None of the above offer any evidence that proves Judge Cole wrong. Because there is no evidence.   The central argument in Justice Cole’s judgement that Singapore is an authoritarian one-party state where Lee Hsien Loong exercises absolute control over Parliament and the media and uses civil suits and criminal prosecutions to silence his opponents in exactly the same way as his father did, is the truth. And we all know it.
Singaporeans, so long accustomed to double speak, Government propaganda and the perceived need to self-censor can finally see what an objective observer who has nothing to gain really thinks of the Singapore regime.


  1. “An American reader, fortunate not to live in an authoritarian state, once wrote in to complain that she had paid good money to read The Economist and objected to the Letters Page being taken up with garbage from a repressive regime. The Economist wasted more paper and ink explaining the distribution agreement to her.”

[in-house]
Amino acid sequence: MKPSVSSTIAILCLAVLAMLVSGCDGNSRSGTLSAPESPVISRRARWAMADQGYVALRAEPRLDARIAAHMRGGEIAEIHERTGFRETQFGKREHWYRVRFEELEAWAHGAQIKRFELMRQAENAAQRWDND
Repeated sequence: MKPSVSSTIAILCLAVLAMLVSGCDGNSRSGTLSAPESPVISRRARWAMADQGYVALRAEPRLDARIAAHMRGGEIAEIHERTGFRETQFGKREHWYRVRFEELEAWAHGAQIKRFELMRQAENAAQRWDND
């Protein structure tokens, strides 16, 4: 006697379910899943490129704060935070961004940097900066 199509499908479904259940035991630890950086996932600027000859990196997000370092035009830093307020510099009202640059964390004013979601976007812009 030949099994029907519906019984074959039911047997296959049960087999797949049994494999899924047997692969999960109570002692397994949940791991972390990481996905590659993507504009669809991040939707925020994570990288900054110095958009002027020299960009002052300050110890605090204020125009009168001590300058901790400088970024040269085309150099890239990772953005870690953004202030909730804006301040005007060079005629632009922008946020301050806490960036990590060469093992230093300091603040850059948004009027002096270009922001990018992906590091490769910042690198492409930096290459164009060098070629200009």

Do you have a link to this? Or a copy of the letter and subsequent explanation?

    Liked by 1 person

      • Here’s a link that provides some general information about the draconian distribution agreements that foreign media publications have to sign up to in order to publish in Singapore. The general principle applied by LKY was to give a choice, either you print their rebuttals in full or have your distribution cut and put out without adverts. LKY famously said he would hurt publications where it mattered, in their pockets. He was absolutely right. All of them kowtow. The Economist has at least 10% of its total Asian readership and therefore advertising revenue in Singapore. It prints the government letters in full in preference to,losing its distribution or adverts.